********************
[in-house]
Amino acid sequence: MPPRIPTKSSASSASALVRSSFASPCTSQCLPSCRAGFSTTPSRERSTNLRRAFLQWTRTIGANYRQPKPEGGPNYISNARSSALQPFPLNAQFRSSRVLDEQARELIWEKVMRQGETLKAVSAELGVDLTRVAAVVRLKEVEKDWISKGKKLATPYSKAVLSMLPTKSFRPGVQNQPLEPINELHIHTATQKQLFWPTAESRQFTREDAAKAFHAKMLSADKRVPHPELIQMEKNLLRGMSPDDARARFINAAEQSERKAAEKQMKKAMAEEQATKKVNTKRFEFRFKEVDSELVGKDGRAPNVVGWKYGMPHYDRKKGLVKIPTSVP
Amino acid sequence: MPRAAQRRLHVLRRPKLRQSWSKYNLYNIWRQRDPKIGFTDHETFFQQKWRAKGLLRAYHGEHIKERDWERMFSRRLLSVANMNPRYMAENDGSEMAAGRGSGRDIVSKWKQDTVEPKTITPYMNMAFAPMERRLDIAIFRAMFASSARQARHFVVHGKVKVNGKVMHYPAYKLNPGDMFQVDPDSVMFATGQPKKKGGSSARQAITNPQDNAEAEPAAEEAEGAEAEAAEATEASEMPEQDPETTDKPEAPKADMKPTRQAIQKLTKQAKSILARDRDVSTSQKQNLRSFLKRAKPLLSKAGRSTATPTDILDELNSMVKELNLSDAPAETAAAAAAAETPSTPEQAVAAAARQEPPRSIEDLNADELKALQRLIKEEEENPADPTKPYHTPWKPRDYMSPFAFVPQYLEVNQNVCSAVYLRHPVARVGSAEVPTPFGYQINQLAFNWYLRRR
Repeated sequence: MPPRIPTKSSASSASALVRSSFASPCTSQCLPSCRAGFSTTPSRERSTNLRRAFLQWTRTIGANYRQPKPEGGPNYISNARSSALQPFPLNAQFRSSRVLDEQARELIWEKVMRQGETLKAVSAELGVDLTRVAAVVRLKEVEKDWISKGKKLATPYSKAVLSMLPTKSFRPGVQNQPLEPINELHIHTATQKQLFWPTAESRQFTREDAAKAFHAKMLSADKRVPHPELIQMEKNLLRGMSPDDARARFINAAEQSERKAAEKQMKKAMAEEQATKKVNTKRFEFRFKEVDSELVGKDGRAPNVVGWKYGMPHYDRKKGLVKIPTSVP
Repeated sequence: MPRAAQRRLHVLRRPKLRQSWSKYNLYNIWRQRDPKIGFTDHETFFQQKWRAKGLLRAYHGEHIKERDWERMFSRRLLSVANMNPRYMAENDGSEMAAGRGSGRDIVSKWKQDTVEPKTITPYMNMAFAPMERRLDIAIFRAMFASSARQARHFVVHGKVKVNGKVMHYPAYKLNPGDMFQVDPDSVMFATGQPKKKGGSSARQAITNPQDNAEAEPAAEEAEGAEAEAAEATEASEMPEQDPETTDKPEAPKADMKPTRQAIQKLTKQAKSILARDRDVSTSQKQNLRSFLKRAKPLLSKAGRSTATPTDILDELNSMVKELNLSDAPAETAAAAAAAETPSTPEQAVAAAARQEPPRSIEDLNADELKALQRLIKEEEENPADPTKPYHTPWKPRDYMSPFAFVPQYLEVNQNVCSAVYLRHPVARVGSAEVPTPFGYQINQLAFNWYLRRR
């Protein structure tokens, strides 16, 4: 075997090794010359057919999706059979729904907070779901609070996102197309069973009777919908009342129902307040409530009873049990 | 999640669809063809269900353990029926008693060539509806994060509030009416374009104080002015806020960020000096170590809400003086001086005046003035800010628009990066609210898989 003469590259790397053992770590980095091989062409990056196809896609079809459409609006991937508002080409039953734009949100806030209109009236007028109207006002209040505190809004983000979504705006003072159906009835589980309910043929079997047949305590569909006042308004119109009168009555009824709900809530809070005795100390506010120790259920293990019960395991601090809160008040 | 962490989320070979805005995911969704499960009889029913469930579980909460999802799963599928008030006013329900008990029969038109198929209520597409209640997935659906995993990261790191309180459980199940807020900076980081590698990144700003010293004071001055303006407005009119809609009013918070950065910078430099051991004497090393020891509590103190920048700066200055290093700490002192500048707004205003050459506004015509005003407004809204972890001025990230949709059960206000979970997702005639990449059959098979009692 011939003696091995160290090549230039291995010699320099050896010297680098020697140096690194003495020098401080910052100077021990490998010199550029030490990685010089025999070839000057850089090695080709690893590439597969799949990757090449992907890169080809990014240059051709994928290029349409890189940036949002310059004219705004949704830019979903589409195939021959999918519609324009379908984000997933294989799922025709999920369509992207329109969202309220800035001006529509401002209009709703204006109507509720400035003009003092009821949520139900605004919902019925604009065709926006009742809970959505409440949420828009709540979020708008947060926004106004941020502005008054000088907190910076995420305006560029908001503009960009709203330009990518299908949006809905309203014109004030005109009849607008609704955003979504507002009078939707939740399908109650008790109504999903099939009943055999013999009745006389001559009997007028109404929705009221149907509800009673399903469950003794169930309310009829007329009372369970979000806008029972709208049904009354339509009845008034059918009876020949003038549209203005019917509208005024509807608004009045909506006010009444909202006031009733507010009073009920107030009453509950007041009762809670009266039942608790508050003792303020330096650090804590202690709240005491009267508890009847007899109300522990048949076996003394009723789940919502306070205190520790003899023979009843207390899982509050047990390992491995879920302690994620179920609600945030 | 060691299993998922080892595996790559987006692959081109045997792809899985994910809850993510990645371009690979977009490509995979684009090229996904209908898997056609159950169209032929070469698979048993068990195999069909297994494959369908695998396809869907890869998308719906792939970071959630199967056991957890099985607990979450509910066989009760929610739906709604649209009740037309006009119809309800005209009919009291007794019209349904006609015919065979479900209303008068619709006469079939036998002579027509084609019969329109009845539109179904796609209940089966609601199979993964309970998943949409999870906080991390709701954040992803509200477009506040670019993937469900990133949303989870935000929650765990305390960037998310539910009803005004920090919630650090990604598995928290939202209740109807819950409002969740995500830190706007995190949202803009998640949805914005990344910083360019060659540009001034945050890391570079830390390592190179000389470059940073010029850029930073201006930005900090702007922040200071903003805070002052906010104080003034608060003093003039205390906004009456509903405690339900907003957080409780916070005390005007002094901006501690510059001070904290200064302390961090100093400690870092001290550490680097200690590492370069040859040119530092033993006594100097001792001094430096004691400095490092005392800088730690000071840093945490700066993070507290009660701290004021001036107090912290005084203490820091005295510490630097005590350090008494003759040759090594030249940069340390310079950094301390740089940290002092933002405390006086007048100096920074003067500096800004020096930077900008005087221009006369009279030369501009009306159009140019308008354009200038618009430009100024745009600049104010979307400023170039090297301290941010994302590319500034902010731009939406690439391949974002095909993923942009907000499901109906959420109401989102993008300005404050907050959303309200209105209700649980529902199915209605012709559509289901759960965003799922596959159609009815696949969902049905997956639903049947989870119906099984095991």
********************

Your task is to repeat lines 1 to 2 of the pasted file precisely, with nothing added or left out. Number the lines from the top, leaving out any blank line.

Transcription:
[in-house]
Amino acid sequence: MPPRIPTKSSASSASALVRSSFASPCTSQCLPSCRAGFSTTPSRERSTNLRRAFLQWTRTIGANYRQPKPEGGPNYISNARSSALQPFPLNAQFRSSRVLDEQARELIWEKVMRQGETLKAVSAELGVDLTRVAAVVRLKEVEKDWISKGKKLATPYSKAVLSMLPTKSFRPGVQNQPLEPINELHIHTATQKQLFWPTAESRQFTREDAAKAFHAKMLSADKRVPHPELIQMEKNLLRGMSPDDARARFINAAEQSERKAAEKQMKKAMAEEQATKKVNTKRFEFRFKEVDSELVGKDGRAPNVVGWKYGMPHYDRKKGLVKIPTSVP